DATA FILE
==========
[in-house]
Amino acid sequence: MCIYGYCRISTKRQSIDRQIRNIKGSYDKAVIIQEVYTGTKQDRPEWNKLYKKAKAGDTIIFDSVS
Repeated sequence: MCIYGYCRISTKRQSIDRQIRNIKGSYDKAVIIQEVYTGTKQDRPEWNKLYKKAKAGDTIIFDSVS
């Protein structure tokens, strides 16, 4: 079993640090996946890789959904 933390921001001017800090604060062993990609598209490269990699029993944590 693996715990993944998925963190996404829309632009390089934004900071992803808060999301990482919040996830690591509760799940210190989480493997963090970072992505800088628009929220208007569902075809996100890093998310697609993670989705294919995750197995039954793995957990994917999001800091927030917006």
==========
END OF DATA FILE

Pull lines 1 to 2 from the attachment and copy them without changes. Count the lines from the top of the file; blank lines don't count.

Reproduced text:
[in-house]
Amino acid sequence: MCIYGYCRISTKRQSIDRQIRNIKGSYDKAVIIQEVYTGTKQDRPEWNKLYKKAKAGDTIIFDSVS